“Disney is going to have to utilize their visual effects teams more and they need to be compensated for their contribution and working conditions. Ultimately they’re going to get to that point but it takes one person like that article from Vulture to say, hey, it’s time for somebody to step in and protect this side of it, as have all of the other departments been protected as well.”

US Special Envoy To Haiti Resigns Over ‘Inhumane’ Expulsions Of Haitian Migrants 

The Biden Administration’s special envoy to Haiti resigned this week after citing “inhumane large-scale expulsions of Haitian migrants to their homeland,” which has already been ravaged by natural disasters, and civil unrest. 

Daniel Foote was appointed to the envoy position back in July after Haiti’s president was assassinated. An envoy refers to a messenger or representative, especially one on a diplomatic mission, within the government. Beyond the recent headlines regarding the harsh treatment Haitian migrants have been enduring, Foote was known for often complaining about the lack of urgency coming from Washington when it came to improving Haiti’s conditions and infrastructure after so many natural disasters. 

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Foote wrote Secretary of State Antony Blinken this week, stating that he was “stepping down immediately with deep disappointment and apologies to those seeking crucial changes.”

“I will not be associated with the United States inhumane, counterproductive decision to deport thousands of Haitian refugees and illegal immigrants to Haiti, a country where American officials are confined to secure compounds because of the danger posed by armed gangs to daily life.”

“Our policy approach to Haiti remains deeply flawed, and my policy recommendations have been ignored and dismissed, when not edited to project a narrative different from my own,”  he wrote

One official within the White House claimed that Foote had consistently tried to have a greater oversight presence in Haiti, especially when it came to policies that would improve the nation’s infrastructure. The administration consistently told Foote his requests were not appropriate, according to the official who chose to remain anonymous.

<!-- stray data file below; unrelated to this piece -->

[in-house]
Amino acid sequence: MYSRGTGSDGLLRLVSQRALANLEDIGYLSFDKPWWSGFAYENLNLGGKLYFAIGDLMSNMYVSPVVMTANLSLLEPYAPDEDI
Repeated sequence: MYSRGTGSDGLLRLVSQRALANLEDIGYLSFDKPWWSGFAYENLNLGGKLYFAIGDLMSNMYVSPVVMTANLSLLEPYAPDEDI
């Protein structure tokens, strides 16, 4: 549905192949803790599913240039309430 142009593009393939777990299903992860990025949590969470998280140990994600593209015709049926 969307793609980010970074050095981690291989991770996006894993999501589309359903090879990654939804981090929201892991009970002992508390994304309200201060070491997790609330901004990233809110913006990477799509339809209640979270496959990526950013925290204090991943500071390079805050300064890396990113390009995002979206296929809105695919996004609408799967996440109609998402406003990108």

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The White House and Biden Administration has been under major fire in recent weeks when it comes to Haiti. Many Democrats and immigration rights activists have gone online to condemn the government for expelling thousands of Haitians without a chance to seek asylum; which violated American principles.

Even more recently, images were blasted all over social media showing Border Patrol agents on horseback using aggressive tactics against Haitian migrants, including a whip, leading many to make the obvious comparison to slavery and the power dynamics that still exist within the American system to this day. 

US officials are currently ramping up their deportation efforts and organizing to get seven expulsion flights from the US to Haiti a day; this would mark one of the swiftist and large-scale expulsions from the US in decades, and in the middle of a worldwide health crisis. 

“When someone who is tasked with Haiti policy at the highest level resigns because recommendations are ignored and dismissed it’s not only troubling, but shows you this administration does not tolerate anyone who won’t go along with their distorted view of the facts. Dan Foote is a world class diplomat who refuses to be told what to do. I wish more foreign service officers had his courage to stand up and call out their bosses,” said Damian Merlo, a Republican strategist who has worked for years on Haiti policy and is now a registered lobbyist for the country’s government.